My favorite line in the movie: “They’ve got to stop hitting the shark! He’s got a nuclear submarine inside him.”

If you’re wondering about star Gary Stretch’s nose, he used to be a prizefighter. He obviously got poked in the snoot more than once. He also dated Raquel Welch when he was younger than her two kids. She was 57 at the time. He goes through the movie with something wrong with his face. Makeup? A skin condition? He has also been in some decent movies, but such is Hollywood. Joan Crawford played Dr. Brockton in Trog.

One of the fun things about watching B-minus movies is listening to the line readings in them. The young woman at the beginning of MSVC commits some real head-scratchers before she gets eaten.Perhaps she has a speech impediment; ditto Gary Stretch. If they’re doing it on purpose, it proves that a little acting training can be a dangerous thing.

Sonje mentions the moment when the doctor is running through the ship being attacked by Meggie and passing bodies lying dead for no reason. I liked the moment when he stepped into a room, picked up a wet suit to put on, and, as the shark destroys the boat, delicately pushes the room’s door shut, to change in privacy.

A few movie facts:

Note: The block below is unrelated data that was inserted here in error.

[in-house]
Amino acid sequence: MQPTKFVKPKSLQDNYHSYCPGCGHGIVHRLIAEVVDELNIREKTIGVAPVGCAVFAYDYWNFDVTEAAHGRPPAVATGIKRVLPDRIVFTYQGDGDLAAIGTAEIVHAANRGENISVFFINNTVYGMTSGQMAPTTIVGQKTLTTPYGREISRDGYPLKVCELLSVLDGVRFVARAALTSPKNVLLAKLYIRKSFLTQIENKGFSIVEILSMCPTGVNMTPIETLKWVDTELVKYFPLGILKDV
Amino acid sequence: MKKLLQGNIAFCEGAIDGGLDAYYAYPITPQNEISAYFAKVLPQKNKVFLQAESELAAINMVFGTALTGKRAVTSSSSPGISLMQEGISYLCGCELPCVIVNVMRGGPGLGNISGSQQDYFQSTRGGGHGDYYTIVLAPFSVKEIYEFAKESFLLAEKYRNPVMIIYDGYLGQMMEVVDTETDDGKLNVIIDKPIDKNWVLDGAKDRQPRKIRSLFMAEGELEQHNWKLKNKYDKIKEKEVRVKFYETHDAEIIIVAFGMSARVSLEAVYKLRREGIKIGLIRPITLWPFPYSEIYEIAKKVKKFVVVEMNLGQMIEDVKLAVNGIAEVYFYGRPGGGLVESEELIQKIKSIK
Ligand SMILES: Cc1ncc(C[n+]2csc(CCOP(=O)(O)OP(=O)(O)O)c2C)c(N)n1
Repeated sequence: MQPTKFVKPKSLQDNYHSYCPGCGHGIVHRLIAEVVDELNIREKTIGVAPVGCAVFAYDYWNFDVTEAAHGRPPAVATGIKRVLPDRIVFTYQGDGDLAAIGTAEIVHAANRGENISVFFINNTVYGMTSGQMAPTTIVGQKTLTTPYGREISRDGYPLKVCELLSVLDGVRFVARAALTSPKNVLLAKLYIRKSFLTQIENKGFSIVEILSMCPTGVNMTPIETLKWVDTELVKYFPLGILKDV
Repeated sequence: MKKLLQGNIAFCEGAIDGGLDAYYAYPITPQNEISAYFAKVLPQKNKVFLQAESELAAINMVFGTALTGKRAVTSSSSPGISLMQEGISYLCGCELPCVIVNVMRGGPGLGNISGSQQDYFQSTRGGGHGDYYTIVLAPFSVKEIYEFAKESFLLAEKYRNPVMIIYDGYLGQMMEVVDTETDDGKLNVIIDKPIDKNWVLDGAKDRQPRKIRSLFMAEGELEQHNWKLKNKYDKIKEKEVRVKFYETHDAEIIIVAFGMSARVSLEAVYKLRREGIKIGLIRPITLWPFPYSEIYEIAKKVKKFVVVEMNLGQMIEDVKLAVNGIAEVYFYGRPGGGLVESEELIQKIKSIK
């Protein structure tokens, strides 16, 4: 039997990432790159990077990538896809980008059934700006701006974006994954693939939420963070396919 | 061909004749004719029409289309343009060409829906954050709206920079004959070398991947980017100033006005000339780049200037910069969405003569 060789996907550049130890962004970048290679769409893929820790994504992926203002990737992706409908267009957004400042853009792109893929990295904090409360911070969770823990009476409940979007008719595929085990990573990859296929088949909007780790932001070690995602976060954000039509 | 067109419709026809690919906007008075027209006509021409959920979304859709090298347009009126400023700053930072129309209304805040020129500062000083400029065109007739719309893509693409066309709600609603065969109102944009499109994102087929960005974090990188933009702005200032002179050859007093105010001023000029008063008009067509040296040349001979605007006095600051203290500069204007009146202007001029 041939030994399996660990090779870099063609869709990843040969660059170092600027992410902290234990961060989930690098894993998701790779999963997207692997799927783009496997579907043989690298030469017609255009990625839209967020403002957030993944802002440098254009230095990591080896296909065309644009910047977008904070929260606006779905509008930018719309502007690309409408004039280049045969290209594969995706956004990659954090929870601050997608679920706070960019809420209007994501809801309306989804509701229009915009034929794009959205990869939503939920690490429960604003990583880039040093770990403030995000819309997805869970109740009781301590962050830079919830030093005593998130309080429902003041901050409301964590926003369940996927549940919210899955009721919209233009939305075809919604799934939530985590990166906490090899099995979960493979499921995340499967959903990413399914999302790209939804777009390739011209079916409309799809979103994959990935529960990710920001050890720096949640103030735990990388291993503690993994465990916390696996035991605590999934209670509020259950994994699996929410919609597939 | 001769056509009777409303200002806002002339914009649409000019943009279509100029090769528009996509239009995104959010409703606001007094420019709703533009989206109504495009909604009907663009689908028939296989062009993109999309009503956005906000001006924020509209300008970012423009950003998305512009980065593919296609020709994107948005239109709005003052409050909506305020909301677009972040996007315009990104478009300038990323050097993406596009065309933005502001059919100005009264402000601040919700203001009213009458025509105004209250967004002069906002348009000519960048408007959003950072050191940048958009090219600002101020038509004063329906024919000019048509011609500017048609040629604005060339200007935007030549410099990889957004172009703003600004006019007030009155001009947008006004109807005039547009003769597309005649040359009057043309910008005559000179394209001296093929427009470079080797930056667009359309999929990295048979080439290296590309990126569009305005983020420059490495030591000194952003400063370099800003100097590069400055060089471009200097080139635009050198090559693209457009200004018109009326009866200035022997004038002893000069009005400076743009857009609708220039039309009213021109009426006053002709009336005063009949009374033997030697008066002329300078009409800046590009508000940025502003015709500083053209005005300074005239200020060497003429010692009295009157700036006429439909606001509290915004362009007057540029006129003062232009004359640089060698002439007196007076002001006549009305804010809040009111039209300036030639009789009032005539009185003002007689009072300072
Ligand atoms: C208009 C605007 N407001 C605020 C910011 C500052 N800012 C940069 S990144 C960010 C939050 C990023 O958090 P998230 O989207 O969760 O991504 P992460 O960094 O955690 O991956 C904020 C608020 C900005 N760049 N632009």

– There are saltwater crocs, so it’s ok for Crocie to spend all that time in the ocean.

– For an excellent croc movie, I recommend Rogue (2007).

– While the crew was shooting on the beach at Leo Carrillo State Park, some pelicans flew by. Production value!

– The babe-osaurus  in the movie is Sarah Lieving. She doesn’t do the I’m-worried Anna Torv thing or the goofy Anna Paquin thing. She’s real serious, but without the burn of Lena Headey or the brains of Angelina Jolie. She’s got by-God white teeth, though, and she worked in one movie as a stunt driver. And she’s living the dream.

– I can’t remember if Meggie is a boy or a girl, or if we even know. He/she is referred to variously as “he” and “she” in the script.

– Something I’d like to check: budget and box office for this Asylum effort vs the same for Corman’s Dinocroc vs Supergator.

– There are a lot, and I mean a lot, of CGI helicopters, no doubt checked out of The Asylum helicopter locker.

– A lot of time and thought and budget is spent on croc eggs. Shark wanting to eat the eggs; croc wanting to protect the eggs. I’m thinking that there is a pro-life or pro-choice message hidden here, but I’m not sure what it is.

– No animals were hurt during the making of this movie, not counting whatever happened to Gary Stretch’s face.